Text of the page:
CNN Contributor Juliette Kayyem discusses security issues at Labor Relations Seminar Oct. 27
Building resilient systems and dealing with marijuana use by employees were among the topics discussed at the Massachusetts Municipal Personnel Association’s annual Labor Relations Seminar on Oct. 19 in Boxborough.
Keynote speaker Juliette Kayyem, a national security analyst on CNN, outlined the five attributes of a resilient system at the local level.
1. Build redundancies into local government cyber networks so that officials can still communicate with the public during outages.
2. Plan for any contingency and be able to pivot for any event.
3. Have the capacity to rebound.
4. Install adequate failsafe systems.
5. Use “after action” reports and recognize where you went wrong in order to improve.
“We will not be safe from everything,” Kayyem said. “We are better off as communities to build resilience.
“There is a movement toward resiliency. We tend to think of this as a mood. … but it’s actually investments in ourselves and our structures and our teams ensuring we are best prepared for when the ‘boom’ happens.”
She said Hurricane Katrina in 2005 prompted a “course correction” within the security community that resulted in the development of “three pillars” of homeland security.
The first pillar is the obligation of government at all levels to minimize risk. Kayyem acknowledged, however, that in “a nation like ours with the flow of people, goods and ideas, you’re not going to get it to zero.”
The second pillar is to maximize defenses – “assume the bad thing will happen.”
And the third is to continue to “maintain who we are as a nation, as communities.”
She said the pillars apply to all levels of government, as well as within our own homes.
Attorneys Leo Peloquin of Collins, Loughran & Peloquin and Bryan Decker of Decker & Rubin discussed recent developments surrounding the use of medical marijuana by employees and expectations for future cases.
The session discussed Chapter 151B, the state anti-discrimination law, and an ongoing private sector case in the Supreme Judicial Court regarding the use of medical marijuana. The attorneys said the takeaway from the Barbuto case is that the use and possession of medically prescribed marijuana is as lawful as any other prescribed medication.
They said there needs to be an interactive process between employer and employee regarding reasonable accommodation and the issue of undue hardship.
“The knee-jerk reaction of, ‘We don’t need to talk with you, we don’t need to accommodate you,’ is where employers get into trouble,” Peloquin said. “Avoid overreacting. It’s going to be an interactive process [for accommodation] that you follow.”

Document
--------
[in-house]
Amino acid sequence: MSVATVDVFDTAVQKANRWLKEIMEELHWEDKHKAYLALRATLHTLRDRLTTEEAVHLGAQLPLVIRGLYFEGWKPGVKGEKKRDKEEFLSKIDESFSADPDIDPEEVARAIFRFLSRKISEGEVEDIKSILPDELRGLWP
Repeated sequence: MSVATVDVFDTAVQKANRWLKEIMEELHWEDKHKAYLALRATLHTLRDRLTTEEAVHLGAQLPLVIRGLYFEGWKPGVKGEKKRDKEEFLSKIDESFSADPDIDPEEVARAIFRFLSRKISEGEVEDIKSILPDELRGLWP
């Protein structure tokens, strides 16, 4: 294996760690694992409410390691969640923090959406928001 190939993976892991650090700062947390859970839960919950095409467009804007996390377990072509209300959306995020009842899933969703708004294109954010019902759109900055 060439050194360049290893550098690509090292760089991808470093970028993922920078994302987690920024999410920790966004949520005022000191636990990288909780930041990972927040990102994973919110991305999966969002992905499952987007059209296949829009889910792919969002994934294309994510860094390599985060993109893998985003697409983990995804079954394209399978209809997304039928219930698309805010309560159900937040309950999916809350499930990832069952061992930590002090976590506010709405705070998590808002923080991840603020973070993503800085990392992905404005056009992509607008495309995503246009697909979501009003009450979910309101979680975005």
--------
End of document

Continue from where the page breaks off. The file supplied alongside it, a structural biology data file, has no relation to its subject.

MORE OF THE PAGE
Peloquin said federal policy on marijuana “doesn’t save you as an employer.” (Despite a growing number of state laws allowing the legal use of marijuana, the substance is still considered illegal under federal law.)
“Nobody is saying you can come to work impaired,” Decker said. “There is no tolerance for that in the medical law, case law, or with recreational.
“The thing medical marijuana does, is it creates an opportunity for an employee to self-identify, which brings into play the ADA [Americans With Disabilities Act] rubric and reasonable accommodation.”
Managing use by employees at the municipal level is complicated by the use of any federal grants. The Federal Drug-Free Workplace Act requires recipients of a federal grant to “have a policy requiring a drug-free workplace.” So how does that work when an employee has a medical marijuana card, Decker asked.
The federal law does not require testing – much less firing – such an employee, he said. But the law is less clear in cases where an employee self-identifies and the employer knows.
There are additional concerns for public safety personnel, particularly police, because of federal license-to-carry regulations that prohibit the use of marijuana or even acting in a caregiver role under the statute.
Attendees raised questions relating to fire programs that include call-back or 24-hour shifts, and Commercial Drivers License holders. Cases concerning public safety employees are less clear, the attorneys said.
“Should we classify marijuana like we do cocaine?” Decker said when discussing pre-employment drug testing. “Should we treat medical marijuana like prescription opioids? These are questions you are going to want to start asking.”
Labor Relations Seminar attendees included municipal human resources professionals as well as police and fire chiefs.